DALLAS — It wasn’t that Dallas City Manager Ron Foggin applied for another job, but how some Dallas City Council members found out that was the topic of a special meeting Monday night.
Foggin is a finalist for the city manager post in McMinnville, a fact that many on the council were unaware of until they read about it in the Yamhill Valley News Register, a newspaper covering McMinnville.
Foggin said he is sorry for the council having found out that way.
“I, first of all, want to apologize because I broke one of my rules,” Foggin said. “I want to be clear that one of my main rules for dealing with the council is no surprises.”
He said he applied for the job because he saw it as an opportunity for professional growth, but added he has enjoyed working for Dallas. He said he would hope to continue if not selected for the McMinnville vacancy.
Foggin said he found out he was a finalist on Dec. 12, and the reason he didn’t tell the council then was because he wanted to take time to decide if he wanted to continue seeking the position.
“Even as late as last Tuesday night, during the council meeting, I really wasn’t sure I wanted to say in the process,” he said. “I had an email prepared to let the council know I was applying, I would be sent out the end of that week.”
The News Register article, written on Dec. 29, beat him to the punch.
He said the firm conducting the search for McMinnville made a request of asking for names of three current supervisors instead of a list of references. He gave the firm contact information for Mayor Brian Dalton, Council President Jim Fairchild and now-former councilor LaVonne Wilson.
Foggin told them an email requesting a review of his performance would be coming.
Dalton said he received that email on Dec. 28, 2016, and that was the first he had heard Foggin was seeking another job. He noted that was well after the council voted on extending Foggin’s contract and granted him a raise on Dec. 5.
Councilor Ken Woods Jr. said, based on interactions he’s had with other city managers, it’s not unusual for city managers to look for other jobs every three to seven years, he said. Woods added the practice is for city managers to notify their current employers only when there’s a good possibility of them getting another job.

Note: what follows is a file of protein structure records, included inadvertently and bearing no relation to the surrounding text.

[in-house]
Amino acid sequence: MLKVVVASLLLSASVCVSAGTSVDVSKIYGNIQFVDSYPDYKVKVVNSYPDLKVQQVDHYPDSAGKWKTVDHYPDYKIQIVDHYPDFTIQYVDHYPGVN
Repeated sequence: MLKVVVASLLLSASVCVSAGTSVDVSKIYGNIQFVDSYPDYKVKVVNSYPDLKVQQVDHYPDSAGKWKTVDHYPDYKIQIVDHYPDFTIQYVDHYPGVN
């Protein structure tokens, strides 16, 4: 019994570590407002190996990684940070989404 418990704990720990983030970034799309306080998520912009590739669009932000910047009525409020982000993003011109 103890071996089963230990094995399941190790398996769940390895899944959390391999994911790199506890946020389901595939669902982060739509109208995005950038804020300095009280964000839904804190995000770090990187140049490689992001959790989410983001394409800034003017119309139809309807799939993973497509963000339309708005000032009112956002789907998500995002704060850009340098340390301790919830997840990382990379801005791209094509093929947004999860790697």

“Typically, a city manager would inform his or her council once he knows he’s a finalist,” Woods said.
Feeling as though critical information was withheld from them, councilors Jackie Lawson, Micky Garus and Paul Trahan requested Monday’s special meeting to discuss the situation and how similar circumstances can be dealt with in the future.
“We are disappointed to find out how we found out,” Lawson said. “I want to make perfectly clear that we have no issues with Ron applying for a position somewhere else.”
She said that knowing Ron had applied for a job somewhere else may have had some bearing on decisions the council made. She added that she is concerned about what else may being withheld from the council and suggested the council act to prevent that.
Garus read a statement directed at Dalton, saying he wasn’t sure how long he knew of Foggin’s candidacy for another job, but should have told the council when he found out.
“Information of that nature, at the very least out of professional courtesy, should be disclosed,” he said.
Lawson proposed in a motion a new council rule that read, “When extremely important, concrete information comes to a council member, it is discussed — anything that could have an impact on what we decide as a council.”
Councilor Kelly Gabliks said she was satisfied with Foggin’s explanation, and that Dalton and two other councilors were asked for references didn’t bother her. She said that the council didn’t need further rules to address similar situations in the future.
“I don’t think we need a rule that if a city manager or any agency head applies for a job they need to immediately notify the council,” Gabliks said. “I don’t want to see us adopt a rule like that.”
Trahan said many of his questions were answered by Foggin’s explanation, and said he wasn’t sure how such a rule could be enforced as worded.
“I’d like to think about this for a little while because I think it’s ambiguous right now,” he said.
Trahan suggested the council hold off on voting to refine a new rule proposal.
Foggin suggested that the city’s Administration Committee evaluate current council rules and determine if other cities have similar rules Dallas could incorporate.
Lawson agreed to withdraw her motion on the condition that “we aren’t just burying this in committee.”
The McMinnville City Council is slated to interview its finalists this week and narrow down the field to one. That candidate will go through background checks, psychological evaluations and a current job-site visit.
Candace Haines, the interim McMinnville city manager, said a final decision wouldn’t be made for a few weeks.